Tuesday, July 16, 2013

Limestone in Mesoamerica – one of Mexico’s most versatile resources in still widely used today

On a trip to Todos Santos Cucumatan in Guatemala's highlands I witnessed a process that goes on all the time here in Mexico, but out of sight. I had stopped at a family-operated limestone quarry. I could see where blocks of limestone had been cut out of a thick deposit. But even more facinating were the fire pits where limestone was being subjected to intense heat in order to reduce it to powder.  I came home with a football-sized piece of fired-limestone which, for lack of a better place, I put on top of my filing cabinet.  I've watched it disintegrate into powder over the span of a couple of years.  It reminds me just how fundamental limestone has been in Mesoamerican life.

Limestone can be found throughout Mesoamerica. Mexico's mountain ranges and ridges are full of limestone. The Yucatan Peninsula is a limestone shelf. You'll know you're in an area where limestone is plentiful wherever you see a cement factory.  In fact limestone is the principal ingredient in Portland Cement, the most common type of cement used in modern construction.  In addition to being used as mortar, limestone is the basis of concrete, stucco, and grout.

It's a very soft stone when in the ground and easy to cut and shape with stone and wooden tools, which is all the ancient Mesoamericans had.  In fact it is so soft that ground water cuts through it easily, often producing interconnected caves. You can visit an extensive limestone cave system at the Grutas de Cacahuamilpa, a three-hour drive from Mexico City in the state of Guerrero. Similarly the Yucatan Peninsula is honeycombed with cave systems. Snorkelers love to explore them.

When limestone is put in direct sunlight it dries out and becomes a hard and long-lasting building material.  The longer it is out in the sun the harder it becomes. 

Architects in ancient Mesoamerica would place orders with the nearby quarry for limestone building blocks. The blocks of stone were usually the size and weight that one person could carry. Architects would request blocks that were smooth on one side for walls or floors, or smooth on two sides for steps or corners. Irregularly shaped blocks made up the solid fill of buildings.

Small pieces of limestone where heated in the kilns. The resulting fine white powder was mixed with water to become stucco. Add sand and gravel to the mix and it became similar to cement or concrete.

In areas of Mesoamerica where limestone is abundant whole buildings and pyramids were built of limestone building blocks held together with limestone cement. You’d never have seen the building blocks though. The outside surfaces were always covered with limestone stucco. They’d put powder from ground up minerals of different colors into the last layer of stucco to produce brightly colored walls. Unfortunately stucco is the least durable use of limestone and has worn off most ancient buildings.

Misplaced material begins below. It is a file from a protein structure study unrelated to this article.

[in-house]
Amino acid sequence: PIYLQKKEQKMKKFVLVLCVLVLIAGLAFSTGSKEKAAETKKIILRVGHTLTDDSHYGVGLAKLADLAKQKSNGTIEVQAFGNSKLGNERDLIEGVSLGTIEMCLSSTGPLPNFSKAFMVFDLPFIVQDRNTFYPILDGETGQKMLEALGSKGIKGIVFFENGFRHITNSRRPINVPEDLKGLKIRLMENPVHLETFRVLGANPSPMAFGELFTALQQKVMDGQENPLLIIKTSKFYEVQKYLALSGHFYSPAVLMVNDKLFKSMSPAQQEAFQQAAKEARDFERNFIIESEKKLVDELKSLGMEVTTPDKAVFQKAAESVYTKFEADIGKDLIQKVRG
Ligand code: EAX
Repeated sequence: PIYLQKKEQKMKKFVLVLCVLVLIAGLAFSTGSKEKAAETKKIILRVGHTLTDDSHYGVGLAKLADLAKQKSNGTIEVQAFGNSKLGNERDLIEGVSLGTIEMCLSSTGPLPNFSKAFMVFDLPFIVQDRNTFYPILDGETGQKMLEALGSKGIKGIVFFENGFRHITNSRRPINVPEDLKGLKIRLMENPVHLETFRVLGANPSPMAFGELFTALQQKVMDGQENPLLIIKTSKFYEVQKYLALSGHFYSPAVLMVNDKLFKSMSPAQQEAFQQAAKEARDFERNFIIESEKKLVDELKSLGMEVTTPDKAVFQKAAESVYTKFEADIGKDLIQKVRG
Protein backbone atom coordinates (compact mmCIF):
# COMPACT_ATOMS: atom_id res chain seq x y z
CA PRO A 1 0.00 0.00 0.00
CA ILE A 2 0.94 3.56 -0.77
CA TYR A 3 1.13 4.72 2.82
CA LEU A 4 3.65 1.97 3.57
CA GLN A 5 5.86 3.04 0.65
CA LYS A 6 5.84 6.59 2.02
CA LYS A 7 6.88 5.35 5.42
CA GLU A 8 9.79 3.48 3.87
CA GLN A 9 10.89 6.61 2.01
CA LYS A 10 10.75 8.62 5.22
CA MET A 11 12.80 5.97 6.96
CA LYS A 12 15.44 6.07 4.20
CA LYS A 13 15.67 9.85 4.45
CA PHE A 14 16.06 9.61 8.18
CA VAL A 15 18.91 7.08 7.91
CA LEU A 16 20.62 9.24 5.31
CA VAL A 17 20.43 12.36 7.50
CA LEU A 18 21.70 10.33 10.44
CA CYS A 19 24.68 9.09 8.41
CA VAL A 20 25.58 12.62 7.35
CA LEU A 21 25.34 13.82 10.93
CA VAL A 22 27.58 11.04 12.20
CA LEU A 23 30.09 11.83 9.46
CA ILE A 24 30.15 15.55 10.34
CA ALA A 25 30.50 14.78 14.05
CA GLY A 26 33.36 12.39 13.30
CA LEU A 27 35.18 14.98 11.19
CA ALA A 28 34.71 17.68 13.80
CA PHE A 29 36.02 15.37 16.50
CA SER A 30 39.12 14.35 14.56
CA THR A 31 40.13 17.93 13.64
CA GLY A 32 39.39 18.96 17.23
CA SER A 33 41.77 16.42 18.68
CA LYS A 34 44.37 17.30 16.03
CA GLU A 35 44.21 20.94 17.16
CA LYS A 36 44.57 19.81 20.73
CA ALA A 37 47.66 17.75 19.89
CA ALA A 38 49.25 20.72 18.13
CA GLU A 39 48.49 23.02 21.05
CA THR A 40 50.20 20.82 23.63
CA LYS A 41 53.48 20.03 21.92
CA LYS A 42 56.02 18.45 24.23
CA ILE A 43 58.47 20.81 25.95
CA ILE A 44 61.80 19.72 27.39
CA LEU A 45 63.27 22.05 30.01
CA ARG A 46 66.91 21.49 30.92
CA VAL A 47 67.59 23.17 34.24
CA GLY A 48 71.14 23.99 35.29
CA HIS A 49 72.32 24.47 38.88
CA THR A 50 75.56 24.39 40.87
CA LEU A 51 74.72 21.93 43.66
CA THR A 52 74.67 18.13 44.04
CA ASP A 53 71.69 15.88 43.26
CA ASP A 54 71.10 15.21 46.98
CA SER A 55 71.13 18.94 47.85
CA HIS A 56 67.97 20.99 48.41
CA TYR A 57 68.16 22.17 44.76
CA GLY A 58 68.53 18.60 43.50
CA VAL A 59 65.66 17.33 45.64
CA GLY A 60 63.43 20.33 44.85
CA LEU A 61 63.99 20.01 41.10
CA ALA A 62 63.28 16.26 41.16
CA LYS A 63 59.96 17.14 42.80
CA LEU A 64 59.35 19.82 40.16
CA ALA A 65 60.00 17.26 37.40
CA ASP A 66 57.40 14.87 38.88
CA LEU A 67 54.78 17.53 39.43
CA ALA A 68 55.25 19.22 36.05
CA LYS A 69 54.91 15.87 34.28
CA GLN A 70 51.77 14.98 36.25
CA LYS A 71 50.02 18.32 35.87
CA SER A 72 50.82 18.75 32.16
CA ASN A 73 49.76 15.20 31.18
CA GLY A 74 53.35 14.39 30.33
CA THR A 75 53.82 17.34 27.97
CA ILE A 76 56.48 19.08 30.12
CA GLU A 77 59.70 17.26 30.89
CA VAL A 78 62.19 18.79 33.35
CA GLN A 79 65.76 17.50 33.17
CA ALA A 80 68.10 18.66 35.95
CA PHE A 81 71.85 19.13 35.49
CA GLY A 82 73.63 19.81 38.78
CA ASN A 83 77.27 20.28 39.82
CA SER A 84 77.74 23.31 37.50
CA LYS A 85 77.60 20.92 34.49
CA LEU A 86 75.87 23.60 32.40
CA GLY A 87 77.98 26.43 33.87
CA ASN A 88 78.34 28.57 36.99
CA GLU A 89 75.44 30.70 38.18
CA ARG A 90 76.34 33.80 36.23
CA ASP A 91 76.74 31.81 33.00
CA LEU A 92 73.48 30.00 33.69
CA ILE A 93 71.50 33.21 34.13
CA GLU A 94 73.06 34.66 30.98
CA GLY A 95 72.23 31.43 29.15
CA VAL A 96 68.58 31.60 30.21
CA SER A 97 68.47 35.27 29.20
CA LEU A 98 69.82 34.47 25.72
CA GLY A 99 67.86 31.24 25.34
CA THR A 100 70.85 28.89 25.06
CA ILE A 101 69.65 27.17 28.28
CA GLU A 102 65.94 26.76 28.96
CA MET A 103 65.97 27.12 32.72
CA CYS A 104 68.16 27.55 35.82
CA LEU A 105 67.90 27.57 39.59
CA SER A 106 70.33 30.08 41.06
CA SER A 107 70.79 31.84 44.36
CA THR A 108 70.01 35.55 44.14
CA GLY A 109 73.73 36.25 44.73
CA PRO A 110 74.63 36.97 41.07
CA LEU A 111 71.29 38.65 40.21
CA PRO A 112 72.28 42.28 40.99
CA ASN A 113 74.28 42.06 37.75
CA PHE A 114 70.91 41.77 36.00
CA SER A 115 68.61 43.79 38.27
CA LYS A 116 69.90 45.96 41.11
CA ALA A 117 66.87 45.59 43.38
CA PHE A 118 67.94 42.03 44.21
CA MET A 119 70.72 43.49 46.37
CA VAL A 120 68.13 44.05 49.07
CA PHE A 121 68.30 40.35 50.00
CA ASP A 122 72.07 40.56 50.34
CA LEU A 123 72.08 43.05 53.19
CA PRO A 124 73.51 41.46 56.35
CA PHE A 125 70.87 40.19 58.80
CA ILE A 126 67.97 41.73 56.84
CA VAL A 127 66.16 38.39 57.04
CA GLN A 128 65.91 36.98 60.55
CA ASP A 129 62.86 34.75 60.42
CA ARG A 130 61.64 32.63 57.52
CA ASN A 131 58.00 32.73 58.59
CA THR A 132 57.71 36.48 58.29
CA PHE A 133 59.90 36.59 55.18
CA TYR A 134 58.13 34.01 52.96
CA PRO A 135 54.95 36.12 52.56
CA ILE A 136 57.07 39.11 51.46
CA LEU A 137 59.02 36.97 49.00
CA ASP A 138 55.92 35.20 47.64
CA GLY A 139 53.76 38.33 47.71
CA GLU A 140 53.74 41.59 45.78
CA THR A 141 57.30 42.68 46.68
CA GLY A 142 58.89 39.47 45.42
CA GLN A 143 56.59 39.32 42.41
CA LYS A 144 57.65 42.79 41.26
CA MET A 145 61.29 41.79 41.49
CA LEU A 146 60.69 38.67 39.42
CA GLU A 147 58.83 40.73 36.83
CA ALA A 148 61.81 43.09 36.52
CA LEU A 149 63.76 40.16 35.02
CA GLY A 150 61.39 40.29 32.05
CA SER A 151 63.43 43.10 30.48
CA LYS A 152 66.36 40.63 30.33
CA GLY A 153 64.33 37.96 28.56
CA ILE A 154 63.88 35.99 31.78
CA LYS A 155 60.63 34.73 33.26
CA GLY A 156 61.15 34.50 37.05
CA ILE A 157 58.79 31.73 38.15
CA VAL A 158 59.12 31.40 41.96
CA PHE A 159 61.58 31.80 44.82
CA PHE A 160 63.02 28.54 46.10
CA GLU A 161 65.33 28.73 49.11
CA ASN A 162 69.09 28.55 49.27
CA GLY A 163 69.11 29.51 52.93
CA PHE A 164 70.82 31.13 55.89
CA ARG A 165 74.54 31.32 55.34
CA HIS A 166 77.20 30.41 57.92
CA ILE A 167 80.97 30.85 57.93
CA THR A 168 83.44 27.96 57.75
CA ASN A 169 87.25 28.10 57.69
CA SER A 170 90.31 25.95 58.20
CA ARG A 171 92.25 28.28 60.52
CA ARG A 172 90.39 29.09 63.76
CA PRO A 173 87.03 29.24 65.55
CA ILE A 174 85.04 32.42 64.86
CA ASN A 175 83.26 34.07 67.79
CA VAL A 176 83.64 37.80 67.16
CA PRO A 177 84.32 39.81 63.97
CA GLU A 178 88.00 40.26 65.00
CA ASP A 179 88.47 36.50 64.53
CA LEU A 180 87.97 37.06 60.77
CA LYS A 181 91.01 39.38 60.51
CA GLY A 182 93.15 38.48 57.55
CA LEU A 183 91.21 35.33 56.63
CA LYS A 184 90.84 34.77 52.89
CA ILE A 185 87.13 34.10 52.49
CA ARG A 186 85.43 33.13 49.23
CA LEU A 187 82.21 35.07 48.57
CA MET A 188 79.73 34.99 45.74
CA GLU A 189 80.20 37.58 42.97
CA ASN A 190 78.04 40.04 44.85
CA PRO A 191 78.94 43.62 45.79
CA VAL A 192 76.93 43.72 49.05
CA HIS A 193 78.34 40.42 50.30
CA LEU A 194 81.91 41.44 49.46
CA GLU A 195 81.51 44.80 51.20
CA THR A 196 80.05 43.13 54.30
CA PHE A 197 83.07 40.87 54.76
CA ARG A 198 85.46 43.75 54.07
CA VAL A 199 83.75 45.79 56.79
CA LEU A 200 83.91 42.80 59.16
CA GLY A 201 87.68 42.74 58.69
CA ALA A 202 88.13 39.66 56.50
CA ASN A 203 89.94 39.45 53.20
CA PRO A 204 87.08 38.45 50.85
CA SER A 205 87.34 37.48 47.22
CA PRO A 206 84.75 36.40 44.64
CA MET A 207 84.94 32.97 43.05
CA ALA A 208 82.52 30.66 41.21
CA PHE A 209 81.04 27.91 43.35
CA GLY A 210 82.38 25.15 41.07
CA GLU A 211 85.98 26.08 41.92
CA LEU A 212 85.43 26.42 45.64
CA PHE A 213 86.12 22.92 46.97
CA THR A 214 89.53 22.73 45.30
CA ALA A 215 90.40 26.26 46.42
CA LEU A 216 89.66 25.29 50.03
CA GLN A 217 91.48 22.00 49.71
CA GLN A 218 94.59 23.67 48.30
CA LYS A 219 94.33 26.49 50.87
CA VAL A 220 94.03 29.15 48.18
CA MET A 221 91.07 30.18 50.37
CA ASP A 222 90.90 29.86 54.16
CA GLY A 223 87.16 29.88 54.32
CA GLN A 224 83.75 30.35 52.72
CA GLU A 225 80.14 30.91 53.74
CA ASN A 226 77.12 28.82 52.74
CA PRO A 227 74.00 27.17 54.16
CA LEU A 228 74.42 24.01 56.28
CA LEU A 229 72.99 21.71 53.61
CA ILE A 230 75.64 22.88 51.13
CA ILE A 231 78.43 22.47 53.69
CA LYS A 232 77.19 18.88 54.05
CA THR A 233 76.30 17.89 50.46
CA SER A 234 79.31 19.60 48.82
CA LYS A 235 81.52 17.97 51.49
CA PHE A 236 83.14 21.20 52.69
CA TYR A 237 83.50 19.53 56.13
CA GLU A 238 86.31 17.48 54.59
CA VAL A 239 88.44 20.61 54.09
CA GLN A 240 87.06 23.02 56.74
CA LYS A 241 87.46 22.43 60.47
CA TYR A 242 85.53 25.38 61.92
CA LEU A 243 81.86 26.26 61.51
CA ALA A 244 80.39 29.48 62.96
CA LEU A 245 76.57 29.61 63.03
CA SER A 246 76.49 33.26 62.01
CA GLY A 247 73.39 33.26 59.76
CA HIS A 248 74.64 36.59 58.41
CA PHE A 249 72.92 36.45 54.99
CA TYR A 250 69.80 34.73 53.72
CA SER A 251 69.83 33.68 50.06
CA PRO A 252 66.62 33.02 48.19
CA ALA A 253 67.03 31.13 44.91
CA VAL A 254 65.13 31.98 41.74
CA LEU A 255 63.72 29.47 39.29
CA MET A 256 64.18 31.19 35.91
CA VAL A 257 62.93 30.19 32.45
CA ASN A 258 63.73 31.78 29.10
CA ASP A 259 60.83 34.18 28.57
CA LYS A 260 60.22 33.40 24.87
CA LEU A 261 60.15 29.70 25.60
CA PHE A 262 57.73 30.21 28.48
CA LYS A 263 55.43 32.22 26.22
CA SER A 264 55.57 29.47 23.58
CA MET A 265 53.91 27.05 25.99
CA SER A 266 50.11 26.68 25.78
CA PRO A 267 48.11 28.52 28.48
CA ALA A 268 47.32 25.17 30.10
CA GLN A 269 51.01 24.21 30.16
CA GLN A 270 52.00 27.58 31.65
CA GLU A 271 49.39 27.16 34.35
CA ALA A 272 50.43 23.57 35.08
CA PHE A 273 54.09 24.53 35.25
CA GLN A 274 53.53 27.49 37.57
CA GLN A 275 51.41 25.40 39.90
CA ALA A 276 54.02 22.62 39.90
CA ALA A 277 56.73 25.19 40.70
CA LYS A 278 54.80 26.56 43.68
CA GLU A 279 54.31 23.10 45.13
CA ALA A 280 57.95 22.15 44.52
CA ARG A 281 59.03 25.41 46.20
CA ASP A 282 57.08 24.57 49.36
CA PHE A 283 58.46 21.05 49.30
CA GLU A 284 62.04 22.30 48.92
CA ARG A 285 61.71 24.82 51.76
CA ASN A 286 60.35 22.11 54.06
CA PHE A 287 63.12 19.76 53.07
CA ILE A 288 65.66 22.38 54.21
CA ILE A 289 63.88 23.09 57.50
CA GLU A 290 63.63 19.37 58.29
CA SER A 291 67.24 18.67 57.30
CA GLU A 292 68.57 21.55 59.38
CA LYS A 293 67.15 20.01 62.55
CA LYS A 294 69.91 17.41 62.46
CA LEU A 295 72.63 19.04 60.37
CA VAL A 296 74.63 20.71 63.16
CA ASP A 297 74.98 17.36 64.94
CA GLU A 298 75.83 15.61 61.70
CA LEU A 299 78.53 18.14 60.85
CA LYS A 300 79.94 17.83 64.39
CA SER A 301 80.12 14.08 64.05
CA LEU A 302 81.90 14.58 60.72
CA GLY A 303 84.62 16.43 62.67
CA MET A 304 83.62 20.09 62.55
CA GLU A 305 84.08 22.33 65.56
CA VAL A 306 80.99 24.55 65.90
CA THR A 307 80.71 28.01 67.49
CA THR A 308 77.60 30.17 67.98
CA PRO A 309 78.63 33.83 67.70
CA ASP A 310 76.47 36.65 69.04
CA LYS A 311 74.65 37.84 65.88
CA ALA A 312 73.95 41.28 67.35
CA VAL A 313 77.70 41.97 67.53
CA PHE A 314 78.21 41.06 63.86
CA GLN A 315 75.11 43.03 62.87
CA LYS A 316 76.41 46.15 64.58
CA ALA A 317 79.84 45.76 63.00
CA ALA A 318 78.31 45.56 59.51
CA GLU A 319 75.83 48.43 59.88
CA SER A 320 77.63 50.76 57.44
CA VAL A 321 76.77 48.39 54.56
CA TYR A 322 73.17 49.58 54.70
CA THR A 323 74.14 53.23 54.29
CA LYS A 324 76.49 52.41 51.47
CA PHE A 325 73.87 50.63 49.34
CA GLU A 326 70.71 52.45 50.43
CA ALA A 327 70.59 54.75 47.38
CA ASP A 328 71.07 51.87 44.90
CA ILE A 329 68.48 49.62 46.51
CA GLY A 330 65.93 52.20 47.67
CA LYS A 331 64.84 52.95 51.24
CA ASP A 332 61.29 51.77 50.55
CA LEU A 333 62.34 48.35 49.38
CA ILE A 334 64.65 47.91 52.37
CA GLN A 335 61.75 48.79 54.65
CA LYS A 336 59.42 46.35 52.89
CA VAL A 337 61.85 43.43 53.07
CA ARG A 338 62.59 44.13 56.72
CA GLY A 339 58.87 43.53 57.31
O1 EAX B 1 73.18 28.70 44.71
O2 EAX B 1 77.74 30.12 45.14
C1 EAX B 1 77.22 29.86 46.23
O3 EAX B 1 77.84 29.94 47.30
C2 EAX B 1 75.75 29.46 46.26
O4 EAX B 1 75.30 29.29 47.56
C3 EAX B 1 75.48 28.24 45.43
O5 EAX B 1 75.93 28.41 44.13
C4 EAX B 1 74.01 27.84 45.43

A serious downside to dependence on limestone mortar and stucco is that it is greedy for firewood. Twelve times more wood than stone is needed to heat the fires to reduce the limestone gravel to powder. Many archeologists trace the demise of Teotihucan -- the world's largest city in 550 A.D. -- to the denuding of the forests around the city. With no forested cover on the mountains, the summer rainfall rushed down the mountainsides, untrapped by the natural aquifer inside the mountains. This in turn led to a lack of water for the city's population that may have reached 250,000. 

Powdered limestone was not just used in construction. It has also been a key ingredient in the Mesoamerican diet in the form of tortillas. Corn was the staple grain of ancient Mesoamerica's diet and continues to be so.  Unless it is first nixtamalized, corn eaten in quantity will lead to debilitating diseases caused by a niacin (vitamin B3) deficiency.  Nixtalamization involves soaking and cooking kernels of corn in water and powdered limestone. This process breaks down the hull and transforms the nutrients in the kernel making them accessible to the human body.  When eaten along with beans and chile our bodies can transform the mix into protein.

Ground nixtamal becomes the dough or "masa" from which a tortilla is made.  It's only ingredients are corn, limestone powder, and water.  It is patted into the shape of a tortilla and cooked on a comal.  An additional health benefit of limestone in tortillas is the calcium it adds to the Mesoamerican diet.     

I find it elegant how a plentiful natural resource such as limestone has been and remains an integral part of Mesoamerican life.  And not just as a construction material but also as an essential part of the traditional Mesoamerican diet. 

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